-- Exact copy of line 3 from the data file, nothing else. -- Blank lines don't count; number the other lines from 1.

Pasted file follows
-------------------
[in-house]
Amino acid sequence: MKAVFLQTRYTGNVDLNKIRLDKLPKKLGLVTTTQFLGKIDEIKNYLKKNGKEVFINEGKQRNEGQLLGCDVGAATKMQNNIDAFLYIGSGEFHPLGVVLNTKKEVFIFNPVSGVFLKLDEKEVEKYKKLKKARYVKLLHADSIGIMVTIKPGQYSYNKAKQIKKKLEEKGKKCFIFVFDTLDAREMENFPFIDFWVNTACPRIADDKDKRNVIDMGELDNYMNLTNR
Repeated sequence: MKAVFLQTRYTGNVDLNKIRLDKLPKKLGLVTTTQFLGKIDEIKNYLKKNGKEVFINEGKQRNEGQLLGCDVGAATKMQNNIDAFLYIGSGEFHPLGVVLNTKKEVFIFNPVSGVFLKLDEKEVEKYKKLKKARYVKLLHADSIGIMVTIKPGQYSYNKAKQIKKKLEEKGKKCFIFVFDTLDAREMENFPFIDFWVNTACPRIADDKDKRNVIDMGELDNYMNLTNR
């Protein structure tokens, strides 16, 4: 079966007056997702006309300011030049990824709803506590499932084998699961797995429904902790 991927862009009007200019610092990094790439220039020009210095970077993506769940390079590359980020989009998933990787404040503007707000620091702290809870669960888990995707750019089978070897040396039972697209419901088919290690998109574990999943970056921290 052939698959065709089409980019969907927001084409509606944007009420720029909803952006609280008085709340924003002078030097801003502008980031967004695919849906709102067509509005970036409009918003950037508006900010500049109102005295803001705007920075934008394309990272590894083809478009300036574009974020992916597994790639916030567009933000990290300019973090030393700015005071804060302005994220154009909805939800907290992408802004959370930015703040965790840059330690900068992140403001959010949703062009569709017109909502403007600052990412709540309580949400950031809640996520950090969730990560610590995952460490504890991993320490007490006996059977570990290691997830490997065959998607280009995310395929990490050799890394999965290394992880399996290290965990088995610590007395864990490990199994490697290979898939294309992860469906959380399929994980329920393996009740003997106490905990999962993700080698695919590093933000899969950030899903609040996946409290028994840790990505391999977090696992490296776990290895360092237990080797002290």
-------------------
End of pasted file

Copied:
Repeated sequence: MKAVFLQTRYTGNVDLNKIRLDKLPKKLGLVTTTQFLGKIDEIKNYLKKNGKEVFINEGKQRNEGQLLGCDVGAATKMQNNIDAFLYIGSGEFHPLGVVLNTKKEVFIFNPVSGVFLKLDEKEVEKYKKLKKARYVKLLHADSIGIMVTIKPGQYSYNKAKQIKKKLEEKGKKCFIFVFDTLDAREMENFPFIDFWVNTACPRIADDKDKRNVIDMGELDNYMNLTNR